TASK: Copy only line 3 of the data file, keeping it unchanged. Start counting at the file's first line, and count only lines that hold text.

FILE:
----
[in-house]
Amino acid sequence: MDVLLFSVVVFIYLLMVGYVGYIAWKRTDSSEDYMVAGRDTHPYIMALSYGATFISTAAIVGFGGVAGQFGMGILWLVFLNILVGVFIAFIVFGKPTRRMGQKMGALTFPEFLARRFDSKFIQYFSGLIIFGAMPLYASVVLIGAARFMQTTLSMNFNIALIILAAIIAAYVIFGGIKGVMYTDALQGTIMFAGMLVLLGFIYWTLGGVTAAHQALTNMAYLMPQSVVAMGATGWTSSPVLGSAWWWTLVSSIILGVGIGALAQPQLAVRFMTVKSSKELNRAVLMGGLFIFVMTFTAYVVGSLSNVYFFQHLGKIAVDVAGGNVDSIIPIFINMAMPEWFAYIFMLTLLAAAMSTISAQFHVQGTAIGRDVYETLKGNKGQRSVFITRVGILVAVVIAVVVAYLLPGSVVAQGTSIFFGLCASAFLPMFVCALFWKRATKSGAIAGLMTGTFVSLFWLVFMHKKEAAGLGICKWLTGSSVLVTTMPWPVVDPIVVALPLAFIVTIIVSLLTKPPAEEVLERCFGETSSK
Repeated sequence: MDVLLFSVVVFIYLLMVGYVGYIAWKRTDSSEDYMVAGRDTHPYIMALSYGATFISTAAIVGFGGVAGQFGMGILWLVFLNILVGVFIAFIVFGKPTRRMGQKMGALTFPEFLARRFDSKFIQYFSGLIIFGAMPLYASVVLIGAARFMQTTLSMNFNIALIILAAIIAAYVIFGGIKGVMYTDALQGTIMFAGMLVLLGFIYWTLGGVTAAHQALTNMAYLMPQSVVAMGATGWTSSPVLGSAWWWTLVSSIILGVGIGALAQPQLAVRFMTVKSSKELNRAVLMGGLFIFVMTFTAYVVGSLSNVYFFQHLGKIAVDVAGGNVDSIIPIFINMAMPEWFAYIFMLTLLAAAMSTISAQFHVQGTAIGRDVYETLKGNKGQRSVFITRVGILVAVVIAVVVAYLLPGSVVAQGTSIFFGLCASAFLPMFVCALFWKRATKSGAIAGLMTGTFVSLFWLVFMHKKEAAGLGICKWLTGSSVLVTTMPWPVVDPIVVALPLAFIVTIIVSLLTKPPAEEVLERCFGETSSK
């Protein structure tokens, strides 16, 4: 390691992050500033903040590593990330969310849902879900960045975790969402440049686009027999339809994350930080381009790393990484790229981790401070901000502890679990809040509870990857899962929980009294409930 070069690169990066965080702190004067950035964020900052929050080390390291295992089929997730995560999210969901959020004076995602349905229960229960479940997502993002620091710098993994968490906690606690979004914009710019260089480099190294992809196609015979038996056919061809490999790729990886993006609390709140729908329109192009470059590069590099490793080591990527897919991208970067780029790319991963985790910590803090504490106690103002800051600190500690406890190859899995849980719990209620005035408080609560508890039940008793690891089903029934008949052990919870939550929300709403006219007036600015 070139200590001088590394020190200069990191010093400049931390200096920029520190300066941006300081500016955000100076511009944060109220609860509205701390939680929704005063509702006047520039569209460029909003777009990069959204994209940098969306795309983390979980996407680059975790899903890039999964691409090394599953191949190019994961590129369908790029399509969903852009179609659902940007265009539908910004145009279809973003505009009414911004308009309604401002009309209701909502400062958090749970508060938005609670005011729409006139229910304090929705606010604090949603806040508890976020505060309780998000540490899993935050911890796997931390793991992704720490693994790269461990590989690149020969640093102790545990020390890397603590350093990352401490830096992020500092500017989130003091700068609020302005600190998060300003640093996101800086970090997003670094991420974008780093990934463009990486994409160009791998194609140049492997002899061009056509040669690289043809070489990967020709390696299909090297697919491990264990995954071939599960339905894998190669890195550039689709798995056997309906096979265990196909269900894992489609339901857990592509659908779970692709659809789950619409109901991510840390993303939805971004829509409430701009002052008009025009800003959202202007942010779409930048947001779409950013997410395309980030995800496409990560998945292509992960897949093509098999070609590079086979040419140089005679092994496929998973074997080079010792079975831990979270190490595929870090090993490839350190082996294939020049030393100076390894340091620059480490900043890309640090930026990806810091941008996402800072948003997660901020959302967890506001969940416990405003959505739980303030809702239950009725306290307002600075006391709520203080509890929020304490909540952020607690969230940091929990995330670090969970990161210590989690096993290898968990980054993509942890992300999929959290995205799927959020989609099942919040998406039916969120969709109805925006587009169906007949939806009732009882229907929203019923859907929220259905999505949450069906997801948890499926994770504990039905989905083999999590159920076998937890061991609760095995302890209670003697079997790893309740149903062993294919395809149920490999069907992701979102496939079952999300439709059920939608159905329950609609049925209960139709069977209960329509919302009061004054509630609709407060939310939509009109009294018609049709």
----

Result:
Repeated sequence: MDVLLFSVVVFIYLLMVGYVGYIAWKRTDSSEDYMVAGRDTHPYIMALSYGATFISTAAIVGFGGVAGQFGMGILWLVFLNILVGVFIAFIVFGKPTRRMGQKMGALTFPEFLARRFDSKFIQYFSGLIIFGAMPLYASVVLIGAARFMQTTLSMNFNIALIILAAIIAAYVIFGGIKGVMYTDALQGTIMFAGMLVLLGFIYWTLGGVTAAHQALTNMAYLMPQSVVAMGATGWTSSPVLGSAWWWTLVSSIILGVGIGALAQPQLAVRFMTVKSSKELNRAVLMGGLFIFVMTFTAYVVGSLSNVYFFQHLGKIAVDVAGGNVDSIIPIFINMAMPEWFAYIFMLTLLAAAMSTISAQFHVQGTAIGRDVYETLKGNKGQRSVFITRVGILVAVVIAVVVAYLLPGSVVAQGTSIFFGLCASAFLPMFVCALFWKRATKSGAIAGLMTGTFVSLFWLVFMHKKEAAGLGICKWLTGSSVLVTTMPWPVVDPIVVALPLAFIVTIIVSLLTKPPAEEVLERCFGETSSK